Most commonly, a purchase price adjustment says that the pur-
chase price is adjusted up or down retroactively based on the increase
or decrease in the Target’s net worth (assets minus liabilities) in the
applicable measurement period. Again, the base measurement date is
the date of the most recent balance sheet prior to signing. Therefore, if
the Target has lost money, the purchase price will go down, and if the
Target has made money and not distributed it to its shareholders, the
purchase price will go up. This is because, as an accounting matter,
the proﬁt or loss is reﬂected in the Target’s net worth, assuming that
there are no adjustments to net worth outside the income statement.
In addition to the bona ﬁde purpose of risk transfer, some aggres-
sive Buyers seek purchase price adjustments since the post-closing
ﬁnancial analysis in order to determine closing net worth gives them
an opportunity to pick at the balance sheet the Target supplied. If
there are any problems in that balance sheet, then the Buyer is enti-
tled to an adjustment that is not subject to the basket for immaterial
Note that in a stock purchase, the business is effectively run for
the account of the Buyer if the Target is not allowed to pay dividends
between signing and closing. If the business deal is that the business
is to be run for the Target’s account, however, then a purchase price
adjustment is required.
Purchase price adjustment provisions are often quite compli-
cated, and there are a number of common pitfalls. The most common
mistake is to allow the purchase price adjustment to be based on only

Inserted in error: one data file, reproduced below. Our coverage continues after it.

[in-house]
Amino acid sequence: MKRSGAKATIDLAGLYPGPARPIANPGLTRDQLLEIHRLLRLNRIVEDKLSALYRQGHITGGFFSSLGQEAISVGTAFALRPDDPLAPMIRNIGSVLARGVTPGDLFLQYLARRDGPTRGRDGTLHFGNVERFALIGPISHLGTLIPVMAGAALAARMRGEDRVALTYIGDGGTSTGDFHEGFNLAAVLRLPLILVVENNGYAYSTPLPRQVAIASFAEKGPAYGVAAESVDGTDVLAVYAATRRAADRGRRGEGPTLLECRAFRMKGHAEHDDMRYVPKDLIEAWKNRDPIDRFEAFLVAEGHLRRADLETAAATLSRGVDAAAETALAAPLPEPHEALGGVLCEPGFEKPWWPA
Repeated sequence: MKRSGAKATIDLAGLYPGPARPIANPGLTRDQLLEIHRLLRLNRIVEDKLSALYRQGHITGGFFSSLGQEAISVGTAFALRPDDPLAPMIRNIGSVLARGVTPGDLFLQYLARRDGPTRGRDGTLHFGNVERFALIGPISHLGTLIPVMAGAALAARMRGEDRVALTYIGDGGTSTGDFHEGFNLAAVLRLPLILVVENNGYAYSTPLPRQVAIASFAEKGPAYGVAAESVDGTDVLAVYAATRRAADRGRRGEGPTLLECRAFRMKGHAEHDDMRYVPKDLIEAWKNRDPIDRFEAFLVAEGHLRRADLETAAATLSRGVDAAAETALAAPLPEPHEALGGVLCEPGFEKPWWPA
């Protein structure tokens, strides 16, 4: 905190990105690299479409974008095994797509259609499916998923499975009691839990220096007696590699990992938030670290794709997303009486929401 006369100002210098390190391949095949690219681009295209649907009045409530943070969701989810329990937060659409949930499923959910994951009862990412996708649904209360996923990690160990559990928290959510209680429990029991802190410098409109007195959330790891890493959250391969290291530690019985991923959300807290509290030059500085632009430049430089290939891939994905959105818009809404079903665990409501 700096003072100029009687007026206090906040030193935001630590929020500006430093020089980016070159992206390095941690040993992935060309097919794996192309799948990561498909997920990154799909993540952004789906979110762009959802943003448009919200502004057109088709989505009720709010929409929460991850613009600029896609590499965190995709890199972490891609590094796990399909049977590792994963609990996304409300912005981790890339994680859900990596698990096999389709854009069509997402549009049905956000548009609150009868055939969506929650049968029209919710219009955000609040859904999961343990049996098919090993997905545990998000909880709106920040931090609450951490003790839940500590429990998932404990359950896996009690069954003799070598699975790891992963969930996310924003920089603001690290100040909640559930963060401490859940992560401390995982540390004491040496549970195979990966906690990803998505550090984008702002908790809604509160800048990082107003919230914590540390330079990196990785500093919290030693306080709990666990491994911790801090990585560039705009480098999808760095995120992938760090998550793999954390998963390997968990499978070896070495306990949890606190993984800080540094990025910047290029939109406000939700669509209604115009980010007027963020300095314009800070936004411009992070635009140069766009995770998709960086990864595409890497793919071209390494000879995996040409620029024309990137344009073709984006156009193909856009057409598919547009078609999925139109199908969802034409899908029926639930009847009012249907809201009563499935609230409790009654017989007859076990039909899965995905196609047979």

selected balance sheet items, as opposed to net worth, which takes into
account all assets and liabilities. The parties may say that they do not
really care if there is any change, for example, in the value of ﬁxed
212 Ch. 5 The Deﬁnitive Acquisition Agreement
assets, but do care if there is a change in working capital. The logical
conclusion is that the purchase price adjustment provisions only need
to relate to working capital items. This might work, but the risk to this
piecemeal approach to the balance sheet is that the Target will manipu-
late the balance sheet by, for example, selling some capital equipment
to increase working capital by the amount of cash received. That said,
working capital adjustments, when combined with strict covenants to
run the business in the ordinary course, simplify the calculation and
are often used successfully.
Another purchase price adjustment may be for an increase or
decrease in long-term debt, but it does not make sense for the purchase
price to change if the Target merely pays down some debt with cash,
or incurs debt and adds an equivalent amount of cash to its balance
sheet. For that reason, debt adjustments should be for net debt or debt
In an asset purchase, the risk of the piecemeal approach is exac-
erbated because in an asset deal where the Buyer pays cash, cash
is an asset that typically is excluded from the assets the Buyer is
buying—in other words, there is no point to the Buyer buying the
Target’s cash with the Buyer’s cash. Therefore, cash is an excluded
asset. Where cash is an excluded asset, you have to have a purchase
price adjustment to take into account increases or decreases in the
cash that the Target keeps because that differential is effectively an
increase or decrease in the purchase price. Cash can change even
if there is no change in the business (e.g., accounts receivable are
collected and no new ones are generated). This would produce an
Some examples of how purchase price adjustments work are
provided in the following example.
March 31 Balance Sheet
Cash $1,000 Trade payables $1,000
Accounts receivable 1,000 No other liabilities
Fixed assets 7,000 Net worth 9,000
Total $10,000 Total $10,000
Economic Terms 213
• The business operates at a 50 percent gross margin and sells $500
worth of inventory in April—that is, it sells $500 of inventory for
$1,000, creating a $1,000 receivable and reducing inventory by
• The business collects $750 of accounts receivable in April, adding
that to cash and reducing accounts receivable by a like amount. The
only other expenses in the period are general and administrative